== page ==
The game is fairly minimalist on graphical touches for 1994 - the 320x200 VGA has a style that sways somewhere in between cartoon and gritty realism, with animation limited to a few touches in the adventure scenes and simple loops for the monsters in battles. Sometimes the effect is good, as the scenes of ruined cities and moody music give the impression of a battered world. But the fact that you're a bunch of superheroes solving puzzles usually having something to do with food items or caricatured people counteracts it, to the point where it's almost like there were two games - a serious one and a humorous one.
While the role-playing aspects work OK, since getting beaten usually only occurs when you go Somewhere You're Not Supposed To Go Yet(and you can tell in most cases), the adventure segments can, at times, be maddeningly frustrating. One of the puzzles at the end of the game requires you to go back to a previous area, wander around until you find(in an unmarked spot on the map - fortunately the maps aren't too big) the item you need, then take it back so that you can finish, without any indication that the item ever existed.
Fortunately, if you have trouble with that, you can go get a walkthrough. I know I did.
Also, the overall staticness of the graphics makes it feel a bit sterile at times; there's a scene in Times Square where Dick Clark and New Year's revellers are around, and none of them move! Quite eery.
Some of the music was on the catchy side, some of it was just okay. It's typical midi quality - there are a few digital sound effects for battles but it's usually fairly sparse.
The Bottom Line
This is an adventure/RPG that casts you as the leader of a band of superheroes with some very pitiful powers(eating spicy food, making motivational charts and graphs...) trying to save the remains of near-future New York and surrounding states(which already got turned into wasteland a while ago) from the evil Dr. Entropy(a jack-in-a-box).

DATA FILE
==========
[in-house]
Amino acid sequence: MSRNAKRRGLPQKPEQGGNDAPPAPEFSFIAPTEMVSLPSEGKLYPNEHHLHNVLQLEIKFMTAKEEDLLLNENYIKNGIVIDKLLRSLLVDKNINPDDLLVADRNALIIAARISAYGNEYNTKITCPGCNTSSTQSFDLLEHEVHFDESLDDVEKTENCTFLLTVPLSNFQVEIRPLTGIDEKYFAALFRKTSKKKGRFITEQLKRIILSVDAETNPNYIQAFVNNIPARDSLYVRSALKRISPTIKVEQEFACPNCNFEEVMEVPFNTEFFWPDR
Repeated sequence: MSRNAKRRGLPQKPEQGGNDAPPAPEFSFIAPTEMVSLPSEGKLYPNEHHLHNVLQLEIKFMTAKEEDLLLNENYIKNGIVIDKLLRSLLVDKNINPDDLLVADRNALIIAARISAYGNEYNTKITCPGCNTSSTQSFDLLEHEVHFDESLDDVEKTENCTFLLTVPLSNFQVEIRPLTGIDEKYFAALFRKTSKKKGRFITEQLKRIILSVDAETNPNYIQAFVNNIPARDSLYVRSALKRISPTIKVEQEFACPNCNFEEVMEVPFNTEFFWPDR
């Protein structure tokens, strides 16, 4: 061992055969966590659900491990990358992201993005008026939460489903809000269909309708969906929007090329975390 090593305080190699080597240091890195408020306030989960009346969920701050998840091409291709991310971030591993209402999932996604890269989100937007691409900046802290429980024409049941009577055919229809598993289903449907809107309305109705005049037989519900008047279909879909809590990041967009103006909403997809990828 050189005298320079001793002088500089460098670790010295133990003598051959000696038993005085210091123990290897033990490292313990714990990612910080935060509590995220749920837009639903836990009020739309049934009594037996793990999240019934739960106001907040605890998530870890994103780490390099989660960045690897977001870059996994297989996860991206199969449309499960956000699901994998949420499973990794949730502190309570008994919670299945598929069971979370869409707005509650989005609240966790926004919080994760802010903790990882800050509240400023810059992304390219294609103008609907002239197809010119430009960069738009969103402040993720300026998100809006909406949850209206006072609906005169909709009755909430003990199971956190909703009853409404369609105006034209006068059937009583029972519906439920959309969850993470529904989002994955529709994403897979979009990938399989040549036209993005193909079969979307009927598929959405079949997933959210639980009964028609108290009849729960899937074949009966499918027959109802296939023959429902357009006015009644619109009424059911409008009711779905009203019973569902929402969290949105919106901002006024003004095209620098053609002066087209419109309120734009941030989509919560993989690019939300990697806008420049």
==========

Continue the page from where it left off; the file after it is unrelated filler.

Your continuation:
It's a strange game, sometimes being highly comedic and then at other times dubiously serious in its descriptions of how the destruction of the particular area you're in came about. Many real locations from the game's setting are used - it's especially creepy when you go inside the Empire State Building and see the exact picture that's in the real building, dimly lit, and find out that the elevators are broken.
It's also already somewhat outdated - Times Square, in this game, is still a strip of X-rated stores, and it predicts Al Gore as one of the next US Presidents(still possible, but now highly unlikely). But these small quibbles don't detract from the many great aspects of what is actually a pretty richly detailed setting, considering its subject matter.
Play occurs on an overhead map and in two first-person settings, one for fights and another for adventure puzzles. The control is primarily point-and-click, and the transitions are actually fairly smooth - the map is at an abstract level, while the other two add more detail. Travel times are generally very small, fortunately, and random battles are only somewhat of a difficulty.
DOS · by James Hofmann (12) · 2003
Near the end of the game, you arrive in the Chippawa market on the Canadian side of Niagara Falls. Although the merchants all speak English, the objects on their shelves are comically translated into "French" as is anything you sell them. Some examples: a smart bomb launcher = le bombe avec PhD, a sandbag = la bag au beach duste, silly string = la string Jerry Lewis, and (in another show of Democratic leanings) a discombobulator gun = l'artillerie au Quayle. It's worth saving the game and unloading all your supplies just to see the translations.
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Game added by andyhat.
Game added June 6th, 2000. Last modified September 14th, 2023.